10th Speech in Noise Workshop, 11-12 January 2018, Glasgow

Speech-perception-in-noise deficits in dyslexia: a possible method to improve speech perception abilities

Tilde Van Hirtum(a), Jan Wouters
ExpORL, Department of Neurosciences, KU Leuven, Belgium

Pol Ghesquière
Parenting and Special Education, KU Leuven, Belgium

(a) Presenting

The exact cause of developmental dyslexia, a specific learning disorder characterized by severe reading and spelling difficulties, remains widely debated. Growing evidence exist that dyslexia is related to a temporal processing deficit. Hence, a low-level auditory dysfunction to process temporal information, might result in a subtle speech perception deficit and in turn interfere with the development of phonological representations and literacy skills. Previous results from our ongoing work indeed reveal low-level temporal deficits, mainly with processing specific onset cues. Moreover, these transient parts of the speech signal, such as onsets, are most important for speech intelligibility in normal-hearing listeners. Therefore we hypothesize that enhancing these particular cues in the speech signal might benefit speech processing in adults with dyslexia. An Envelope Enhancement strategy (EE, Koning and Wouters, 2012) was implemented to amplify the onsets of the speech envelope without affecting other parts of the speech signal.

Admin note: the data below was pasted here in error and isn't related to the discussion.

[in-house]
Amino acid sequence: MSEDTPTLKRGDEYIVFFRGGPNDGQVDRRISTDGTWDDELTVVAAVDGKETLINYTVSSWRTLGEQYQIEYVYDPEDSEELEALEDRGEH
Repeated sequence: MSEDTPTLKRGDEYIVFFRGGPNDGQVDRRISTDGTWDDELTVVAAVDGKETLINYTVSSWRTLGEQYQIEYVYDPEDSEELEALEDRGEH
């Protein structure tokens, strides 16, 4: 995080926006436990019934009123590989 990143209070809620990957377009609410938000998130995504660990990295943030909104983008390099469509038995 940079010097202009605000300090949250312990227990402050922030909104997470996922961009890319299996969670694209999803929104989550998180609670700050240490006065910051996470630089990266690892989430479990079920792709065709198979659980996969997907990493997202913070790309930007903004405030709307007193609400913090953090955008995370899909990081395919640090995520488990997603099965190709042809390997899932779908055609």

In the present study we investigated (1) speech-in-noise abilities in a group of dyslexic and normal reading adults and (2) the potential of the EE strategy in dyslexia research. We tested speech understanding in four different conditions: natural speech, vocoded speech and their enhanced versions. A constant procedure was followed using four fixed signal-to-noise ratios for each condition. Additionally, cognitive test of phonological awareness, language skills, verbal short term memory and working memory were administered to investigate possible confounding effects. The results of this study will be discussed at the conference.

Last modified 2017-11-17 15:56:08